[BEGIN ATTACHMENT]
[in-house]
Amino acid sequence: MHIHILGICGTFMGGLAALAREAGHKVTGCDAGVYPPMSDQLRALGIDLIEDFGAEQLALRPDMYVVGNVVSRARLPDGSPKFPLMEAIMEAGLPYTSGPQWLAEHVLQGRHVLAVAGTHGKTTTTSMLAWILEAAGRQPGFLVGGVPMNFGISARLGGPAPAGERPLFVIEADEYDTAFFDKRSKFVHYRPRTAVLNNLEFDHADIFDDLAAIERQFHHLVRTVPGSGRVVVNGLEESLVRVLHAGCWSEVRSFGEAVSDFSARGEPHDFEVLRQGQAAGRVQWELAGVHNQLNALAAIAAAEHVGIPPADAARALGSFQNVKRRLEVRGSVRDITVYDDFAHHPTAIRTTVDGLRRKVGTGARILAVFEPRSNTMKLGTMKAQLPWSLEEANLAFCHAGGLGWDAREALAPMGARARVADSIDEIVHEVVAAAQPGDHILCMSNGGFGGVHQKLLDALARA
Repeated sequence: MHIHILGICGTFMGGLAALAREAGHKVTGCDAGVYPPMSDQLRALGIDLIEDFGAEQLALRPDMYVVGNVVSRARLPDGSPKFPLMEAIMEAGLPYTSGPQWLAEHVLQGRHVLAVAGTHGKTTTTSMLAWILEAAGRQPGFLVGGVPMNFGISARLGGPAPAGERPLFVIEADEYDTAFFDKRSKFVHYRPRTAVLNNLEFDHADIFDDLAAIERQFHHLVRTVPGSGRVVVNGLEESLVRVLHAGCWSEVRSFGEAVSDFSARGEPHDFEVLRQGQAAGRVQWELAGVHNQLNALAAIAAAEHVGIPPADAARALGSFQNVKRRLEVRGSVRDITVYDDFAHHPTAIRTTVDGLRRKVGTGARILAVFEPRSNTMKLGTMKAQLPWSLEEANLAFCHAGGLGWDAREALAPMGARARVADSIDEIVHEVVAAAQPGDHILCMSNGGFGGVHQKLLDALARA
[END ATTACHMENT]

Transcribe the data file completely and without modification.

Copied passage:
[in-house]
Amino acid sequence: MHIHILGICGTFMGGLAALAREAGHKVTGCDAGVYPPMSDQLRALGIDLIEDFGAEQLALRPDMYVVGNVVSRARLPDGSPKFPLMEAIMEAGLPYTSGPQWLAEHVLQGRHVLAVAGTHGKTTTTSMLAWILEAAGRQPGFLVGGVPMNFGISARLGGPAPAGERPLFVIEADEYDTAFFDKRSKFVHYRPRTAVLNNLEFDHADIFDDLAAIERQFHHLVRTVPGSGRVVVNGLEESLVRVLHAGCWSEVRSFGEAVSDFSARGEPHDFEVLRQGQAAGRVQWELAGVHNQLNALAAIAAAEHVGIPPADAARALGSFQNVKRRLEVRGSVRDITVYDDFAHHPTAIRTTVDGLRRKVGTGARILAVFEPRSNTMKLGTMKAQLPWSLEEANLAFCHAGGLGWDAREALAPMGARARVADSIDEIVHEVVAAAQPGDHILCMSNGGFGGVHQKLLDALARA
Repeated sequence: MHIHILGICGTFMGGLAALAREAGHKVTGCDAGVYPPMSDQLRALGIDLIEDFGAEQLALRPDMYVVGNVVSRARLPDGSPKFPLMEAIMEAGLPYTSGPQWLAEHVLQGRHVLAVAGTHGKTTTTSMLAWILEAAGRQPGFLVGGVPMNFGISARLGGPAPAGERPLFVIEADEYDTAFFDKRSKFVHYRPRTAVLNNLEFDHADIFDDLAAIERQFHHLVRTVPGSGRVVVNGLEESLVRVLHAGCWSEVRSFGEAVSDFSARGEPHDFEVLRQGQAAGRVQWELAGVHNQLNALAAIAAAEHVGIPPADAARALGSFQNVKRRLEVRGSVRDITVYDDFAHHPTAIRTTVDGLRRKVGTGARILAVFEPRSNTMKLGTMKAQLPWSLEEANLAFCHAGGLGWDAREALAPMGARARVADSIDEIVHEVVAAAQPGDHILCMSNGGFGGVHQKLLDALARA